September’s ended, so that means I’m in the middle of the annual ritual of making sure everything is ready to go in terms of teaching for the new academic year.  By the time you read this, the students should all have started back and my first lectures should be out of the way, meaning I can get on with blogging again.


Of course, the big news since I last posted here back in August (yes, I know – where did the summer go?) is that NASA’s Cassini spacecraft reached the end of its mission.  After almost 20 years, Cassini has sent back the last of its data and, around a fortnight ago, plunged into Saturn’s atmosphere, never to return.


It’s been a really exciting bit of science – from the data that the probe has sent back to earth, NASA has been able to make detailed maps of Saturn’s gravity and magnetic fields, revealing how the planet is arranged internally, and possibly helping to work out exactly how fast Saturn is rotating, something that hasn’t been calculated with much accuracy before.  Its final descent will also improve our knowledge of how much material is contained within the rings, helping us to understand their origins a little better.  Not only that, but the probe’s particle detectors will sample icy ring particles being funneled into the atmosphere and its cameras will take some close-up images of the planet’s rings and clouds.  Not a bad day’s work…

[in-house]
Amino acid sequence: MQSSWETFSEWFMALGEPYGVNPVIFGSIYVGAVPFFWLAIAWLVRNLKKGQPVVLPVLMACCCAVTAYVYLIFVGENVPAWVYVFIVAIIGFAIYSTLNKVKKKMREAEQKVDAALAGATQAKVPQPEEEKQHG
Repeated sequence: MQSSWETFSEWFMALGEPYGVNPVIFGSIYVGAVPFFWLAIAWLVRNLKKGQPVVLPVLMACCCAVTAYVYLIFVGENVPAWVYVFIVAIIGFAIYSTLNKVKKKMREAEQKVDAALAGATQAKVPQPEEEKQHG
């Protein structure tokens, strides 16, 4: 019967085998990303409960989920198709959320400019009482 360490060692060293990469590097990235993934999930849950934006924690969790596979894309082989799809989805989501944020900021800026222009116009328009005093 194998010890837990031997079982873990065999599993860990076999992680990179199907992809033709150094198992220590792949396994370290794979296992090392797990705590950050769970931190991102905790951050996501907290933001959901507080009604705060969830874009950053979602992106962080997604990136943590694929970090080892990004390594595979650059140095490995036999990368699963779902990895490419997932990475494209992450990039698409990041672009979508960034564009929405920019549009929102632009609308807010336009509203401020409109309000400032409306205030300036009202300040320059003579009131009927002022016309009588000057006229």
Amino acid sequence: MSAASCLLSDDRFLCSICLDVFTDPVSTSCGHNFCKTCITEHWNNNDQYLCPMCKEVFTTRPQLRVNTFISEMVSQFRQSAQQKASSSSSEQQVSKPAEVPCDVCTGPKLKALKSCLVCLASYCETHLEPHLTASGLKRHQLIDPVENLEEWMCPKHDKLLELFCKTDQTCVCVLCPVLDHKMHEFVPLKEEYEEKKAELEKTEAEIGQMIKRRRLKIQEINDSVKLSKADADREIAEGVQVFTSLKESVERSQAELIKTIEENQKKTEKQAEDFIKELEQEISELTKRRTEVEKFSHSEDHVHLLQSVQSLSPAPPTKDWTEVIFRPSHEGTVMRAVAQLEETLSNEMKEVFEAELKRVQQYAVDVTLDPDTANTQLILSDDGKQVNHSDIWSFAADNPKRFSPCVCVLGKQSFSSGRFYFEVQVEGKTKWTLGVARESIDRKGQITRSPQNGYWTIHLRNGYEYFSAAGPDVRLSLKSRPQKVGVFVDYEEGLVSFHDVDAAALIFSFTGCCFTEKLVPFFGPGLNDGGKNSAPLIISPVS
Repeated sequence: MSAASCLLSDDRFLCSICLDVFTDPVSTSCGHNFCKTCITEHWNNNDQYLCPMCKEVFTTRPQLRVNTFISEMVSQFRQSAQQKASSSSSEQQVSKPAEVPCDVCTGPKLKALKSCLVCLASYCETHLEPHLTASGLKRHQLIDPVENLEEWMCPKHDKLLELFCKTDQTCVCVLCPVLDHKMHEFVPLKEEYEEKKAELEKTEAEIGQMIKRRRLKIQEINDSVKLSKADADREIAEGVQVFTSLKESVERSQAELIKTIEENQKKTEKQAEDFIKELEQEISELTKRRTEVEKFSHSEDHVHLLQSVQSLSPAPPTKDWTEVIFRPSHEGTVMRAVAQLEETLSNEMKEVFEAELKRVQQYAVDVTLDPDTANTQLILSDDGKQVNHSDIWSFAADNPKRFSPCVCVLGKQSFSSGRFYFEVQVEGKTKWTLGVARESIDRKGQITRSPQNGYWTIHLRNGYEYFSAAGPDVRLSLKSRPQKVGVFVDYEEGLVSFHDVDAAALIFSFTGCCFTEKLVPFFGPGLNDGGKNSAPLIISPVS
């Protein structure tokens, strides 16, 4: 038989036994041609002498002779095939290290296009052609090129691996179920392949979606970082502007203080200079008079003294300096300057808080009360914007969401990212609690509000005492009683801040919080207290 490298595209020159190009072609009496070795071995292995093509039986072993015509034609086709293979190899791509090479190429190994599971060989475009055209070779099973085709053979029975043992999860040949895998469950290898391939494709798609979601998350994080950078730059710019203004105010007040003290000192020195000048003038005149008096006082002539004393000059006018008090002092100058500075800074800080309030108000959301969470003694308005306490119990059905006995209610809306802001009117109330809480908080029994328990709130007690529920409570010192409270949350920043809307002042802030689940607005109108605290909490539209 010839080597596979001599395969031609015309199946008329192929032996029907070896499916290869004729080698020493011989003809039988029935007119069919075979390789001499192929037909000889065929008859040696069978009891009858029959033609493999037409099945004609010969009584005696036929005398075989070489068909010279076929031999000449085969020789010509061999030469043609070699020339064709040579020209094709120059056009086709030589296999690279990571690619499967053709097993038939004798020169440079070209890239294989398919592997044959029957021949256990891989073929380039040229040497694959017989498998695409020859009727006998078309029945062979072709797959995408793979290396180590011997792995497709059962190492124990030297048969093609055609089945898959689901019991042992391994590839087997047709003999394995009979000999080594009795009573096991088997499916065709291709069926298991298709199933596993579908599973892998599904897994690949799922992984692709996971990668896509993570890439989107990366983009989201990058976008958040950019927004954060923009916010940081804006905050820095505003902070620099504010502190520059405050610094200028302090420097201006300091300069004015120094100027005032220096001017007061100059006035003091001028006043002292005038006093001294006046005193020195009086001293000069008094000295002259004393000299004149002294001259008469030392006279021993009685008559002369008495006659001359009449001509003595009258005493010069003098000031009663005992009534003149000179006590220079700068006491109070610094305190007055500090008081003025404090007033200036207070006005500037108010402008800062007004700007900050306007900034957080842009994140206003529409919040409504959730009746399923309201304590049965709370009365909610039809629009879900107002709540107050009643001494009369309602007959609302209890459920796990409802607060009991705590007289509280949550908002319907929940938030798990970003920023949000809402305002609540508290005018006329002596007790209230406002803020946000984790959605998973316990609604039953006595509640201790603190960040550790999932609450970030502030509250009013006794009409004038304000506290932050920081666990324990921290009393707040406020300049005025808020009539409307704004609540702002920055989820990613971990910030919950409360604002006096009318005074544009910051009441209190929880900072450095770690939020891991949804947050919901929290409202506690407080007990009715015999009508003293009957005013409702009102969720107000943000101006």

More information:

You may recall me posting some photographs of the moon that I took at some point last year.  Not stunning works of art, I will admit, but not a bad attempt at picking out some interesting lunar features using nought but a Nikon D3100 and a 500mm mirror lens.  Astrophotography is another one of those things that has drawn my attention for a while and I never cease to be impressed when I see a good example of the photographer’s art.  Indeed, I have a calendar pinned to the wall above my desk that displays some particularly fine shots – August is a long exposure showing star trails and the Aurora Borealis over the Banff National Park in Canada.  Needless to say, my own efforts have been somewhat less than impressive so far.  I’m not going to bother posting anything on this blog until I finally manage to get some images that look half decent, so don’t hold your breath.


There are, thankfully, quite a few people who are much better at this lark than I am.  Have a look at the shortlist for the Astronomy Photographer of the year over here:

How about that for prompting a government announcement, then?  Less than two days after I wrote my last post on my thoughts about electric cars, the government has announced the proposal to ban sales of new petrol and diesel cars from 2040.